It is imperative to understand that there are surgical limitations in the removal of these "infiltrative" tumors because they "spread" along the interconnecting fiber pathways (tracts) of the Brain. As such, these tumors can rarely be entirely removed surgically.

Advanced Technologies Assist Surgery

There are some advanced technologies that currently assist in the extent of resection. The ability of the surgeon to "visualize" tumor is somewhat limited. Magnification of vision, Intraoperative ultrasound imaging, Intraoperative MRI scanning and Intraoperative Fluorescence techniques (See Below) are a few of the adjunctive technologies that may be available to assist maximum resection, while limiting the risk of injuring adjacent functioning Brain.

FLUORESCENCE- Guided Neurosurgery

FLUORESCENCE is one of the most advanced concepts for the surgical management of an infiltrative Brain tumor and the ONLY METHOD that permits the Neurosurgeon to visually identify the tumor that infiltrates Brain tissue. This technique (developed primarily in Europe) involves the ingestion of a medication (5-aminolevulinic acid or "ALA" dissolved in water) that is taken up in certain molecules of the tumor which when subjected to a special violet-blue light beamed through the Neurosurgical Operating Microscope actually( "lights up") glows. Once "seen" under the Neurosurgical Operating Microscope, the surgeon can remove the fluorescent portion by using any of several methods.

Figure 4: Simulated Fluorescence
ALA has been taken up in certain molecules of the tumor which when subjected to a special violet-blue light beamed through the Neurosurgical Operating Microscope actually( "lights up") glows.

Tumor Cell Culture Helps Chemotherapy Decisions

The Neurosurgeons of Neurosurgical Consultants firmly believe that aggressive resection of the tumor, is the first definitive step in the treatment of these tumors. The surgeon may choose to reserve a small part of the tumor for tissue culture in the laboratory followed by sensitivity testing against various chemotherapeutic agents. It can be helpful to know beforehand, if a certain drug has any or limited effectiveness against this particular tumor, in this particular patient. These additional technologies have helped to improve outcomes. We now routinely culture the tumor and subject it to sensitivity testing against various chemotherapy agents prior to initiating Chemotherapy.

Radiation Therapy

Radiation therapy continues to have an important place in the treatment of most of these patients and is the standard adjunct therapy against which other treatments are compared. Refinements have been made that make this treatment less toxic than in previous years. For most patients, this will be the second major treatment option, in a comprehensive therapeutic program.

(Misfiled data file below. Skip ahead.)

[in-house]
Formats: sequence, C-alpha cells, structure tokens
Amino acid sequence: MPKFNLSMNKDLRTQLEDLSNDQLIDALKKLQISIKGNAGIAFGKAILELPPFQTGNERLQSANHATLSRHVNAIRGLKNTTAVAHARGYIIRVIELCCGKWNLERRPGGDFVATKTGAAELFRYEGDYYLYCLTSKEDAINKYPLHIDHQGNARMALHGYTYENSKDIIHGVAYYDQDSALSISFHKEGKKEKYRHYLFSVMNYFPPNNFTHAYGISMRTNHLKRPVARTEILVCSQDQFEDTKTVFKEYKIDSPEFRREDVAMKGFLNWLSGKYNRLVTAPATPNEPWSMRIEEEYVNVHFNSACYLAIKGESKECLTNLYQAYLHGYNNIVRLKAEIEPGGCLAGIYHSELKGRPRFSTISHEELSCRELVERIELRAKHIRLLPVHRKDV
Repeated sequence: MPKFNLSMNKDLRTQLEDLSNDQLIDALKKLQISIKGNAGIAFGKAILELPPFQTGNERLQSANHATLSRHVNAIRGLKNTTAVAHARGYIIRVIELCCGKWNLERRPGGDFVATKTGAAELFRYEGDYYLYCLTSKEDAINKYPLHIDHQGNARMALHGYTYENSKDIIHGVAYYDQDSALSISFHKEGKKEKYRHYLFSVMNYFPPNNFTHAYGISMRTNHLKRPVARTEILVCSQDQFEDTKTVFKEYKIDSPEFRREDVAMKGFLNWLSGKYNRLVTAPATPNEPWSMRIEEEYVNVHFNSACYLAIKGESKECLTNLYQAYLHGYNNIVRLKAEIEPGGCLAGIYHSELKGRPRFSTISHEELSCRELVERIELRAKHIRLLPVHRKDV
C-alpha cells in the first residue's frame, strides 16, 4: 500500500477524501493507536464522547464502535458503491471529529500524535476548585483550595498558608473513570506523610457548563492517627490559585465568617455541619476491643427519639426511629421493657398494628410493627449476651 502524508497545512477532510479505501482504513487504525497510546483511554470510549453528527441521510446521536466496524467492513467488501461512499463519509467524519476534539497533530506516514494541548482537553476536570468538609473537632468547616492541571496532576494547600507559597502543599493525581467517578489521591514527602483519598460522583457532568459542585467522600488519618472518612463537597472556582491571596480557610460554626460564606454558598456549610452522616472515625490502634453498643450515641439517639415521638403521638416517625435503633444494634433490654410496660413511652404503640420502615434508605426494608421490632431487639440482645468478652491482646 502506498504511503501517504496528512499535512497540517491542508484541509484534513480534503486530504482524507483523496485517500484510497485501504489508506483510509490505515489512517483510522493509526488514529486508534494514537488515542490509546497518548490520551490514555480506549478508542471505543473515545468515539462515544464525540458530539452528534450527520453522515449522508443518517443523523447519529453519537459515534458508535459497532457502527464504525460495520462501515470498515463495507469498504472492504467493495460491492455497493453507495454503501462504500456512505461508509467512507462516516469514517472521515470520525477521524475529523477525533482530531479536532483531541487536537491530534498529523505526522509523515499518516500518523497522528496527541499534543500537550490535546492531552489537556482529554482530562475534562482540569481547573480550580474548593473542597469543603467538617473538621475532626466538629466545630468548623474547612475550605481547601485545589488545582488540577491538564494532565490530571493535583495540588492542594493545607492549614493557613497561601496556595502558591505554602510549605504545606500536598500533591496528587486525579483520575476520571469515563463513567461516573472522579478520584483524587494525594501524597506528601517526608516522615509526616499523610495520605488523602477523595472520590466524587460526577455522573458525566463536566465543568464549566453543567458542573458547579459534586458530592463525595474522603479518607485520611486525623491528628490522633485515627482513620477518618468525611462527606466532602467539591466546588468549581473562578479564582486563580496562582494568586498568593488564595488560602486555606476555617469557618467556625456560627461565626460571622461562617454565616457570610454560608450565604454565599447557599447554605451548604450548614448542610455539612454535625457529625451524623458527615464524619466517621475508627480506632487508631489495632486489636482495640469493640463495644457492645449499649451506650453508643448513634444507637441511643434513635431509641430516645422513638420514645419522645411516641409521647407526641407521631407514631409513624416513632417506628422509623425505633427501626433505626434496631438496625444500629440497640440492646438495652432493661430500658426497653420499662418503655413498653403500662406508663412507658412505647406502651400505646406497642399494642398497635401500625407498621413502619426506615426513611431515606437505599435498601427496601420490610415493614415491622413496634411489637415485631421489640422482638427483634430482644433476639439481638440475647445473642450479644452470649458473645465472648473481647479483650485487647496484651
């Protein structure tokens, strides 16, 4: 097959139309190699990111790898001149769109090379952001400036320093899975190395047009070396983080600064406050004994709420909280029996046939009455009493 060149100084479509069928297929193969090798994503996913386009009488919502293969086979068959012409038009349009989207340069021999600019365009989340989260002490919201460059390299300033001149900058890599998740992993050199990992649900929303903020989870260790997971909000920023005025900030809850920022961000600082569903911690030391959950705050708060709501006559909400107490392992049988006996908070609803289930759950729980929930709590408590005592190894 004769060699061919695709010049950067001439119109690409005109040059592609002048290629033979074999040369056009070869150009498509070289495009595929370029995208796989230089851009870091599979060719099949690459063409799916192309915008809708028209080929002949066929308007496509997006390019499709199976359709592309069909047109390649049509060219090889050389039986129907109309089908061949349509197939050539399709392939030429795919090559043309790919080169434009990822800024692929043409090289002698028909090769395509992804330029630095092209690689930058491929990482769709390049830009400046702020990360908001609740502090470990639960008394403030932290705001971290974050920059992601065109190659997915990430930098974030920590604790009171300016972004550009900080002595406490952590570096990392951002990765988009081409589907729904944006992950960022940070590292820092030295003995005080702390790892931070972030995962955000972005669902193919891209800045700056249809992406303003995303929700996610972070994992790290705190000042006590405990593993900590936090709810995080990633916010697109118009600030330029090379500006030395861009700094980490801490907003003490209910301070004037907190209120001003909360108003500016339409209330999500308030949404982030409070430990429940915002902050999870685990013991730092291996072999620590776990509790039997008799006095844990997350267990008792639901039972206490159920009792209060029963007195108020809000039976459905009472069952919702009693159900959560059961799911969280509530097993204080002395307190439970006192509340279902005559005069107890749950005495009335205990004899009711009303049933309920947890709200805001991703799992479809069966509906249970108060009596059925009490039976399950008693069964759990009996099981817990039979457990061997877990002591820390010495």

Chemotherapy

Chemotherapy is the third arm of this comprehensive effort to prolong and maintain a high quality of life. Traditional management has been to use "standard" forms of chemotherapy. Currently there are some unconventional chemotherapeutic alternatives that offer considerable hope for improved quality and length of survival. One of our Neuro-oncologists has utilized these newer medications such as Temodar (temozolamide), Avastin (bevacizumab, an anti-angiogenesis agent) and CPT-11, either alone (or more commonly) in combination or with other drugs, to produce encouraging results. Additional information regarding these treatments is available at the "Virtual Trials".

Direct Chemotherapy

In some tumor cases we choose to place a special chamber called an "Ommaya Reservoir" under the scalp, with an attached catheter residing in the "bed" of the tumor, after resection has been completed. This permits the Neuro-oncologist to instill chemotherapeutic medications directly into the tumor bed. This is a far more effective methodology than placing "chemotherapy wafers in the tumor bed.

Future Therapy

There are several treatment concepts that have considerable interest. Perhaps the most attractive is the potential availability of Gene Therapy to treat Astrocytomas. Another very attractive "surgical" application involves the selective susceptibility of malignant tumor cells to beamed lasers. When this is combined with "Fluorescence-guided" technologies, the surgical management will be dramatically altered.

The following information at WebMD.com may also be useful:

Brain tumors, adult: Treatment - Health Professional Information (NCI PDQ) - General Information



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This page last edited on 2/19

All content ©2016 by Neurosurgical Consultants, P.A.
Author, Martin L. Lazar, MD, FACS
All Rights Reserved. See Usage Notices.